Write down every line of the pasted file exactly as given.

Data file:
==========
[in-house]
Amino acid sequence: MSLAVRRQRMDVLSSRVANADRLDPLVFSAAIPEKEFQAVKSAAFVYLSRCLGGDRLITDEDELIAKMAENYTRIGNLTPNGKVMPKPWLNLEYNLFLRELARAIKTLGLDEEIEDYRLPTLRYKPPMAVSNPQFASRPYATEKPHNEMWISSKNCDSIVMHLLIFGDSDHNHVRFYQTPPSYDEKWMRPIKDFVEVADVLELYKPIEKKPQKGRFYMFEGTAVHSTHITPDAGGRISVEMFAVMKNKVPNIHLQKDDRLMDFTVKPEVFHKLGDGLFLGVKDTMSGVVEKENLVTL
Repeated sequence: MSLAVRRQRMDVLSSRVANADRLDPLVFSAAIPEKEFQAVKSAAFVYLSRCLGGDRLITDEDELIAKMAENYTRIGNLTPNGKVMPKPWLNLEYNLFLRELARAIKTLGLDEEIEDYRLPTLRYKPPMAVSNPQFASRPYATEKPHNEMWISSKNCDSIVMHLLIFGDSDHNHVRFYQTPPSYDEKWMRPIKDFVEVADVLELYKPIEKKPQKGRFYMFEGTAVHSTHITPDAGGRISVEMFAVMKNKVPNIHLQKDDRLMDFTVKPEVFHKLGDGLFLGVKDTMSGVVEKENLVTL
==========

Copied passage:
[in-house]
Amino acid sequence: MSLAVRRQRMDVLSSRVANADRLDPLVFSAAIPEKEFQAVKSAAFVYLSRCLGGDRLITDEDELIAKMAENYTRIGNLTPNGKVMPKPWLNLEYNLFLRELARAIKTLGLDEEIEDYRLPTLRYKPPMAVSNPQFASRPYATEKPHNEMWISSKNCDSIVMHLLIFGDSDHNHVRFYQTPPSYDEKWMRPIKDFVEVADVLELYKPIEKKPQKGRFYMFEGTAVHSTHITPDAGGRISVEMFAVMKNKVPNIHLQKDDRLMDFTVKPEVFHKLGDGLFLGVKDTMSGVVEKENLVTL
Repeated sequence: MSLAVRRQRMDVLSSRVANADRLDPLVFSAAIPEKEFQAVKSAAFVYLSRCLGGDRLITDEDELIAKMAENYTRIGNLTPNGKVMPKPWLNLEYNLFLRELARAIKTLGLDEEIEDYRLPTLRYKPPMAVSNPQFASRPYATEKPHNEMWISSKNCDSIVMHLLIFGDSDHNHVRFYQTPPSYDEKWMRPIKDFVEVADVLELYKPIEKKPQKGRFYMFEGTAVHSTHITPDAGGRISVEMFAVMKNKVPNIHLQKDDRLMDFTVKPEVFHKLGDGLFLGVKDTMSGVVEKENLVTL